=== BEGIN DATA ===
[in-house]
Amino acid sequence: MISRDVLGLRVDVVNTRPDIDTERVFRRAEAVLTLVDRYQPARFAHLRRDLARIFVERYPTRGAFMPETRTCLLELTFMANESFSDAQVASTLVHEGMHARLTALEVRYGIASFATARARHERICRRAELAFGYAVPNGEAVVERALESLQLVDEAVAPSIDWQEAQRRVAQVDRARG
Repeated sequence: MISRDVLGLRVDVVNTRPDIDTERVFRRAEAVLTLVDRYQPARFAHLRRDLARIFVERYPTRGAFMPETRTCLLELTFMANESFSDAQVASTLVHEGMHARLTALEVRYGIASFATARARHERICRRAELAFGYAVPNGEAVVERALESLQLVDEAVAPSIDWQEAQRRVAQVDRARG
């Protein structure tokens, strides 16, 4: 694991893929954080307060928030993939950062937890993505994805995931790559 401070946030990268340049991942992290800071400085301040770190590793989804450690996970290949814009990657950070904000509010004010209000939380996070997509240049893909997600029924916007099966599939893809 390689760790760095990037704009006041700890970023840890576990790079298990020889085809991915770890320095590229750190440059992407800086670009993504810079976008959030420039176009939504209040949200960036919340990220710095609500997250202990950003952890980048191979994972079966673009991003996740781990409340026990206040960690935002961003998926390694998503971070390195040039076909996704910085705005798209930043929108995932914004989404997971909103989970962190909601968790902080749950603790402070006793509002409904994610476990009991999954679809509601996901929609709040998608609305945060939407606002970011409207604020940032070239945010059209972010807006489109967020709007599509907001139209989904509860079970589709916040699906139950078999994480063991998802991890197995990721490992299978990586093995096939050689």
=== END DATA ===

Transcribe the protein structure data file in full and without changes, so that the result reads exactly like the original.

[in-house]
Amino acid sequence: MISRDVLGLRVDVVNTRPDIDTERVFRRAEAVLTLVDRYQPARFAHLRRDLARIFVERYPTRGAFMPETRTCLLELTFMANESFSDAQVASTLVHEGMHARLTALEVRYGIASFATARARHERICRRAELAFGYAVPNGEAVVERALESLQLVDEAVAPSIDWQEAQRRVAQVDRARG
Repeated sequence: MISRDVLGLRVDVVNTRPDIDTERVFRRAEAVLTLVDRYQPARFAHLRRDLARIFVERYPTRGAFMPETRTCLLELTFMANESFSDAQVASTLVHEGMHARLTALEVRYGIASFATARARHERICRRAELAFGYAVPNGEAVVERALESLQLVDEAVAPSIDWQEAQRRVAQVDRARG
């Protein structure tokens, strides 16, 4: 694991893929954080307060928030993939950062937890993505994805995931790559 401070946030990268340049991942992290800071400085301040770190590793989804450690996970290949814009990657950070904000509010004010209000939380996070997509240049893909997600029924916007099966599939893809 390689760790760095990037704009006041700890970023840890576990790079298990020889085809991915770890320095590229750190440059992407800086670009993504810079976008959030420039176009939504209040949200960036919340990220710095609500997250202990950003952890980048191979994972079966673009991003996740781990409340026990206040960690935002961003998926390694998503971070390195040039076909996704910085705005798209930043929108995932914004989404997971909103989970962190909601968790902080749950603790402070006793509002409904994610476990009991999954679809509601996901929609709040998608609305945060939407606002970011409207604020940032070239945010059209972010807006489109967020709007599509907001139209989904509860079970589709916040699906139950078999994480063991998802991890197995990721490992299978990586093995096939050689």